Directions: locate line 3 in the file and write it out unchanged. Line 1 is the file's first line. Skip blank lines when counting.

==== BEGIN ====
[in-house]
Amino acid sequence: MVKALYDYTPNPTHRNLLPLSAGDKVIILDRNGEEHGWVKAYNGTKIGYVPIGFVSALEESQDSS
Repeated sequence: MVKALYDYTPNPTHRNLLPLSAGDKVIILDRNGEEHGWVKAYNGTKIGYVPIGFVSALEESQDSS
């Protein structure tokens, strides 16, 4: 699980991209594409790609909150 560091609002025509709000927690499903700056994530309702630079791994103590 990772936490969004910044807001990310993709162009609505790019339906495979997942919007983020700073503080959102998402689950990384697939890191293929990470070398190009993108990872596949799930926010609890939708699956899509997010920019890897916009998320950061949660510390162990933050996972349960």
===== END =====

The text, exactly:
Repeated sequence: MVKALYDYTPNPTHRNLLPLSAGDKVIILDRNGEEHGWVKAYNGTKIGYVPIGFVSALEESQDSS